|Title||Trajectory reconstruction for travel time estimation|
|Publication Type||Journal Article|
|Year of Publication||2008|
|Authors||Ni D, Wang H|
|Journal||Journal of Intelligent Transportation Systems|
|Keywords||Intelligent Transportation Systems (ITS), Trajectory Reconstruction, Travel Time Estimation|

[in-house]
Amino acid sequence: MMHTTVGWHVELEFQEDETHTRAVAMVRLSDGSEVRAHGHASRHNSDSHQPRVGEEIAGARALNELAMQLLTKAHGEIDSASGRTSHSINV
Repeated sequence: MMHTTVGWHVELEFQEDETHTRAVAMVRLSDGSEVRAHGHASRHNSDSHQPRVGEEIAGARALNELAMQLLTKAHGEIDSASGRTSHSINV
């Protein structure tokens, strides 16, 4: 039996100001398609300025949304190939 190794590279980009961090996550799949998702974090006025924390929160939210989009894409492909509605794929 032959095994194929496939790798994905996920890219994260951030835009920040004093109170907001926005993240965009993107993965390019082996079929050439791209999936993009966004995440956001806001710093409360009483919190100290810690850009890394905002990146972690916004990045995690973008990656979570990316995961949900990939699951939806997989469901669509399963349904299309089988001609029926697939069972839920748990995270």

In this article, we propose a Trajectory Reconstruction Model as an improvement to existing speed-based travel time estimation models. The proposed model utilizes point-based speed data collected by existing Intelligent Transportation Systems (ITS). Using the smoothing scheme proposed, it is possible to construct a speed surface as a function of space and time. Then, one can reconstruct the trajectory of an imaginary vehicle by allowing it to adopt the local speed determined by the speed surface wherever the vehicle travels. Therefore, the travel time of this vehicle can be readily determined from its trajectory. This article develops an analytical formulation of the model. Meanwhile, a discrete version of the formulation is also provided as a computational algorithm to facilitate real world implementation. In comparison with existing models, the proposed model accounts for continuous speed variation in both time and space. This ensures that the model preserves vehicle trajectories and provides sound estimates of travel time. Empirical studies were conducted based on comparison of the reconstructed travel time (estimated by the proposed model) against the Ground Truth travel time and the Instantaneous and Linear Model travel time. The empirical results showed that (1) the reconstructed travel time agrees well with the Ground Truth travel time; (2) the reconstructed travel time is more smooth than the Ground Truth, Instantaneous, and Linear Model travel times; (3) the Instantaneous and Linear Model travel time does not exhibit much difference from the other two when traffic condition is good (e.g., low travel time for the same stretch of road); (4) the difference is noticeable when traffic condition deteriorates; and (5) the difference reaches its peak under severe congestion. Quantitatively, the reconstructed travel time is not statistically different from the Ground Truth travel time and the corresponding mean absolute percentage error (MAPE) is 6.3%. In contrast, the Linear and Instantaneous travel time is statistically different from the Ground Truth travel time and the corresponding MAPE is 11.7% and 14.0%, respectively.